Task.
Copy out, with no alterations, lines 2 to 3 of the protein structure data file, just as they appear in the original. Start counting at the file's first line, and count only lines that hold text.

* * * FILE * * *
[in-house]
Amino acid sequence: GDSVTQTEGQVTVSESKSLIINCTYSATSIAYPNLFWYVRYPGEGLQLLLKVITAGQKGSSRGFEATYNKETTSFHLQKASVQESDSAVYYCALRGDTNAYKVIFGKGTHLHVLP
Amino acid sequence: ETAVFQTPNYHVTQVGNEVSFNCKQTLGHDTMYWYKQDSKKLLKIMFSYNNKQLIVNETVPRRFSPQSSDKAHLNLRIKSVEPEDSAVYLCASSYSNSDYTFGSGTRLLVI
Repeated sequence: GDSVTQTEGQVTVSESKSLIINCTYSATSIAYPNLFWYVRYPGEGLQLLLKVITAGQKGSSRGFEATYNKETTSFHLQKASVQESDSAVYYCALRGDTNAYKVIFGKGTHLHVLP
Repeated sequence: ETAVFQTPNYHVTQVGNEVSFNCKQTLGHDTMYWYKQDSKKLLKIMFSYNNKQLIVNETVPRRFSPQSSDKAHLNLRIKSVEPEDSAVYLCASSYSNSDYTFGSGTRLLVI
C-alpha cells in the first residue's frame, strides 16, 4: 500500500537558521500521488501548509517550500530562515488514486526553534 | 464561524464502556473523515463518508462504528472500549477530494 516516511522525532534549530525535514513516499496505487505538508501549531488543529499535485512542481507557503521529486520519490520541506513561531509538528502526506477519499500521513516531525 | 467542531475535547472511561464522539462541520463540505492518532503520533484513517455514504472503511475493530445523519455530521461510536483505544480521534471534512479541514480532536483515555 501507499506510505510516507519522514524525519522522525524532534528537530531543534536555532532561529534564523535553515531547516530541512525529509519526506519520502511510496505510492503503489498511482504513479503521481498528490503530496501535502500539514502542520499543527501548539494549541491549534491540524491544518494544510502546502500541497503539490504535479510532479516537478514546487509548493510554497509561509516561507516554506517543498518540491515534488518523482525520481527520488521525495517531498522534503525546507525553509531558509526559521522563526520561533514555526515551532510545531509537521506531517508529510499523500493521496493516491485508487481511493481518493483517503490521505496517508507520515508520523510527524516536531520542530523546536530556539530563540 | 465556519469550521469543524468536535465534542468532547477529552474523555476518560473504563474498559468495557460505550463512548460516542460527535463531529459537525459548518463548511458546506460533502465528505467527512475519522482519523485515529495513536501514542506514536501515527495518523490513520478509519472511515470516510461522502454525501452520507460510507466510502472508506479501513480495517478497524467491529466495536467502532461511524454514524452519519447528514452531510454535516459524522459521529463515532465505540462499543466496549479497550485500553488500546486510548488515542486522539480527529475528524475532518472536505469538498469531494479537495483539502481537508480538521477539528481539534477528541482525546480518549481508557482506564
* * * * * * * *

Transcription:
Amino acid sequence: GDSVTQTEGQVTVSESKSLIINCTYSATSIAYPNLFWYVRYPGEGLQLLLKVITAGQKGSSRGFEATYNKETTSFHLQKASVQESDSAVYYCALRGDTNAYKVIFGKGTHLHVLP
Amino acid sequence: ETAVFQTPNYHVTQVGNEVSFNCKQTLGHDTMYWYKQDSKKLLKIMFSYNNKQLIVNETVPRRFSPQSSDKAHLNLRIKSVEPEDSAVYLCASSYSNSDYTFGSGTRLLVI